August Mack Newsletter | September, 2017

Supplemental Environmental Projects: Turning Lemons into Lemonade
by Ed Callahan

Most people don't become aware of Supplemental Environmental Projects (SEPs) until they have been hit with a costly violation by a State or Federal environmental agency.  A typical example might be that your factory is running at record pace, production is up, costs are down and all of your processes, programs, and procedures seem to be working efficiently. Then suddenly, you receive a letter of violation followed by an enforcement action with monetary penalties that could be upwards of 6 figures.

When faced with a substantial enforcement action, it’s best to contact an attorney and/or an environmental consultant to help you navigate through the process to settlement and reduce the eventual impact. Some of the first steps might include confirming that you were, in fact, in violation of a regulatory requirement. If so, you will need to address the issue at hand and develop a plan to avoid any future occurrences of that particular regulation. We also recommend an environmental audit to close any other potential regulatory gaps. 

Most federal and state actions against businesses or individuals for failure to comply with environmental laws are resolved through settlement agreements. As part of a settlement, an alleged violator may voluntarily agree to undertake an environmentally beneficial project, or SEP, related to the violation in exchange for mitigation of the penalty to be paid.  When properly applied, this mitigation of the penalty can be substantial.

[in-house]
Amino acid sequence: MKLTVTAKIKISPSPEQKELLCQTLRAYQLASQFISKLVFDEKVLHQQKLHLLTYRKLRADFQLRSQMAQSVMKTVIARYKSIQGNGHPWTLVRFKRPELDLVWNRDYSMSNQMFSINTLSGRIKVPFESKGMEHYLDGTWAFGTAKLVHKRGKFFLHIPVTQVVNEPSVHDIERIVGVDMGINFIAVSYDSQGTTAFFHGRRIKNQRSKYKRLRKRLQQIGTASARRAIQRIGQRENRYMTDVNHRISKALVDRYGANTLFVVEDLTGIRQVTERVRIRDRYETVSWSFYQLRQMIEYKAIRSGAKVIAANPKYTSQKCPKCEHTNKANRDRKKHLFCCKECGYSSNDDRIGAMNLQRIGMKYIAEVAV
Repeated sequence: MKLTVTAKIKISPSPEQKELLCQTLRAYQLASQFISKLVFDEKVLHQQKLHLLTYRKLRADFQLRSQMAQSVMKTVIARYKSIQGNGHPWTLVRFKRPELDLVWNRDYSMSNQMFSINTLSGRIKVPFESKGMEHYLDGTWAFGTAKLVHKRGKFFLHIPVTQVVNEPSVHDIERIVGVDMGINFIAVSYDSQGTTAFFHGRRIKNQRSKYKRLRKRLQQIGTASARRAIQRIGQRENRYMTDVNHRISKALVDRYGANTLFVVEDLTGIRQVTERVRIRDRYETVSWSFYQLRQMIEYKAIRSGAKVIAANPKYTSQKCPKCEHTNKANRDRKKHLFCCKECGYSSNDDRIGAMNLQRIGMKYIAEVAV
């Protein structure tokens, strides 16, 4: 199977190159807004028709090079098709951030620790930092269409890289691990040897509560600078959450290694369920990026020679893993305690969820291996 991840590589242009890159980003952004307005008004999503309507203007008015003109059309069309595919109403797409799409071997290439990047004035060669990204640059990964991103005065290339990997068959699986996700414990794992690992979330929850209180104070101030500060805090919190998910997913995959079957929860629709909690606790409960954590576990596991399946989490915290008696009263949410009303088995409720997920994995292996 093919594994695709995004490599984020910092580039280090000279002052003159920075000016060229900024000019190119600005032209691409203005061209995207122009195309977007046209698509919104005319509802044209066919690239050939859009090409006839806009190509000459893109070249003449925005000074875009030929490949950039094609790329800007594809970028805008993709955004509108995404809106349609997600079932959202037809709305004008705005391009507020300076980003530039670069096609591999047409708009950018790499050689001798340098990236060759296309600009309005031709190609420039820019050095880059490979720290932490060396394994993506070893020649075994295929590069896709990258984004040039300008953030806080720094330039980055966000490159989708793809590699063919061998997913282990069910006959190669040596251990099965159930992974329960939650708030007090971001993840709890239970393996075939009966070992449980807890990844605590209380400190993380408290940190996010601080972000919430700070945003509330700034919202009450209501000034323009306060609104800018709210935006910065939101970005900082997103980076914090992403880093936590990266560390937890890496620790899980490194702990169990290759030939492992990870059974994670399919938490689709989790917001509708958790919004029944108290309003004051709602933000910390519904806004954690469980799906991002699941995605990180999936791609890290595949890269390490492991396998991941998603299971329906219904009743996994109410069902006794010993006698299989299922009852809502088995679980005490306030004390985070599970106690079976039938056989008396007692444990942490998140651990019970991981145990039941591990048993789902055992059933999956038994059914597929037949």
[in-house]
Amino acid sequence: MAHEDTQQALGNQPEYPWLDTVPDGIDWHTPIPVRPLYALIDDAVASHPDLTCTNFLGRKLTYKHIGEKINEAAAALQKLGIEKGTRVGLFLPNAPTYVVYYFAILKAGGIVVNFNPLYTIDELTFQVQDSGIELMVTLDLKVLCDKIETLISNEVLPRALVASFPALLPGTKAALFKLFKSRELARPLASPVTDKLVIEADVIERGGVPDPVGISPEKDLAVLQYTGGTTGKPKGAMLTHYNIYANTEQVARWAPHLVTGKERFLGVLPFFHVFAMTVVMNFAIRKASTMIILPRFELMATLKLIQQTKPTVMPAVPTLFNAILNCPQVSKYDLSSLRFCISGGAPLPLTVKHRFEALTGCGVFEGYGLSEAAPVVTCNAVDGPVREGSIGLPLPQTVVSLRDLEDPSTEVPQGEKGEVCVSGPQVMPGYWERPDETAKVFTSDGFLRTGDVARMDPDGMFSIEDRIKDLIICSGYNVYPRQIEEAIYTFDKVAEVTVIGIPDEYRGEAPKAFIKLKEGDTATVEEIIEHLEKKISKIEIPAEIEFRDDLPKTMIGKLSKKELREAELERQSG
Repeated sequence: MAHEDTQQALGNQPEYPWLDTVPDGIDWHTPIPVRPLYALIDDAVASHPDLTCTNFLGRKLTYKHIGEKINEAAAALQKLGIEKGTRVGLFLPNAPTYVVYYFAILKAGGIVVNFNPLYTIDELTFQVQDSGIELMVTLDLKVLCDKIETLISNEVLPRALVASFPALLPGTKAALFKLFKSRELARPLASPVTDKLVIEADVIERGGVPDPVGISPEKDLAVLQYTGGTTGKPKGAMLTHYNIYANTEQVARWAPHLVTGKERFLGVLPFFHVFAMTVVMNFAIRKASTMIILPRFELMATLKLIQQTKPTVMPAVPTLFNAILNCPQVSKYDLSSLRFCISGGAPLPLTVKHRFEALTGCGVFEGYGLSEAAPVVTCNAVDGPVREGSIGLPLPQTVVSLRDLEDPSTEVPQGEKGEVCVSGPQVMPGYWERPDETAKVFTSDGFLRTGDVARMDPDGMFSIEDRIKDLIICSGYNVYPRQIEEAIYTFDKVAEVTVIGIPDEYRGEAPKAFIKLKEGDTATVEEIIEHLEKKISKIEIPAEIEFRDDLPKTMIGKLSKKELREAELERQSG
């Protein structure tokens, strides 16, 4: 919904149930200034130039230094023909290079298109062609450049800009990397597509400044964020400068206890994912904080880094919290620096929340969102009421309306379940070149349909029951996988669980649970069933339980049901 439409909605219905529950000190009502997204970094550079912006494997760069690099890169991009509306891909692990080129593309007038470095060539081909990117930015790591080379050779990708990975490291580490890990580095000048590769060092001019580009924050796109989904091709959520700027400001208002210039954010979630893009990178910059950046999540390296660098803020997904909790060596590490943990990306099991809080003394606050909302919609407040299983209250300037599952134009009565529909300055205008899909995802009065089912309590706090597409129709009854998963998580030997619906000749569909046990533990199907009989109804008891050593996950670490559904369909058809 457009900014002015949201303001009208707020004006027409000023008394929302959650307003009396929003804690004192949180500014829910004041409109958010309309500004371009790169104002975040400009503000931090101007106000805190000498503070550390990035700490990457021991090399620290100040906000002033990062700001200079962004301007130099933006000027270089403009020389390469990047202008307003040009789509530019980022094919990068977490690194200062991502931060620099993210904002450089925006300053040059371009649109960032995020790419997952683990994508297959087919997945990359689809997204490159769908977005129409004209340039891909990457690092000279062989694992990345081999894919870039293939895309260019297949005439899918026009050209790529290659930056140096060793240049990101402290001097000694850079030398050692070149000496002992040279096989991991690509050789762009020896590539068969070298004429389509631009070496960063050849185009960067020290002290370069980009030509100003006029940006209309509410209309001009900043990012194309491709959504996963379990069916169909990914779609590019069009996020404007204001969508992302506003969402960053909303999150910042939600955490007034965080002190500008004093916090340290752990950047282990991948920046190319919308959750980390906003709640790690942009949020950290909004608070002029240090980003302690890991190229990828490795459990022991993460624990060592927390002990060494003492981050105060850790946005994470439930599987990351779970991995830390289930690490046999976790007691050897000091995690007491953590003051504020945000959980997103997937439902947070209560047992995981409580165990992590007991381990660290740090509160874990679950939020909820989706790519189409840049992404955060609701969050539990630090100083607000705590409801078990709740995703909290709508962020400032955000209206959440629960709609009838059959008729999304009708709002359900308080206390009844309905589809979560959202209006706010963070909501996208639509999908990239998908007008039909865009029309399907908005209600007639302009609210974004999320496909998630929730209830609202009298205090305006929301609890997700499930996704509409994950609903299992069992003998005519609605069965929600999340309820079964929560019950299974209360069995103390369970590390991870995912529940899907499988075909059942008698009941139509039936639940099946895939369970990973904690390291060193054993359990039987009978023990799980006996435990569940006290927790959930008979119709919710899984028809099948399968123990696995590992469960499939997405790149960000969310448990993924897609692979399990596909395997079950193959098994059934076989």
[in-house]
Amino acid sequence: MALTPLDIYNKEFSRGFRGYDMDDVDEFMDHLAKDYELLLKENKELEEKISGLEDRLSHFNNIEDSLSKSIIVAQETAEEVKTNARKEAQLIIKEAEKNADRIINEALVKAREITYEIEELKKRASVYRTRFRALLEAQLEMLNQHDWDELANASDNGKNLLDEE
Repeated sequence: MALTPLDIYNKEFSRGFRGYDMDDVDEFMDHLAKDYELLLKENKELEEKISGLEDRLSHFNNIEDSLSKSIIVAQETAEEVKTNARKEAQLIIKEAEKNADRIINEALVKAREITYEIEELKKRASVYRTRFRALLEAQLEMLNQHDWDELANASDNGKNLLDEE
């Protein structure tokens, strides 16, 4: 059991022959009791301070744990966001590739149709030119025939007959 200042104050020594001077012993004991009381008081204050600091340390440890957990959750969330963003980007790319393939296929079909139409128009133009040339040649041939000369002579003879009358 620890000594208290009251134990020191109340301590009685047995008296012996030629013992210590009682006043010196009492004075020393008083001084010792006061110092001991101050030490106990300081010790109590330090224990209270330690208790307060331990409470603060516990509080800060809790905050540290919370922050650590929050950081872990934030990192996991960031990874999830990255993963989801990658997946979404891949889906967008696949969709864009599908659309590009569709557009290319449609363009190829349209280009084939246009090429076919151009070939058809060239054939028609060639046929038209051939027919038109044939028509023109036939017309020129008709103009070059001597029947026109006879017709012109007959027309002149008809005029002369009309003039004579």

A Supplement Environmental Project furthers the agency’s goal of protecting and enhancing the public health and the environment.  However, it cannot include the activities a violator must take to return to compliance with the law.  It can however, as a secondary matter, provide the violator with some benefit.

A good example that we have successfully implemented in the past is the development of an approved Environmental Management System (EMS), which by nature is designed to prevent or reduce pollution, raise awareness, and avoid future environmental compliance issues.

Since SEPs are part of an enforcement settlement, they must meet certain legal requirements.  In addition, there are several guidelines and categories that a SEP must meet. To learn more about Supplemental Environmental Projects and Policies, click here to register for our free webinar. 


Ed Callahan is a Business Development Representative for August Mack Environmental, Inc. in the Indianapolis, Indiana office. Ed has over 30 years experience helping business find solutions to environmental, health, & safety issues and specializes in environmental sales, consulting, contracting, and software management systems. Ed can be reached at 317.916.3156 or ecallahan@augustmack.com.


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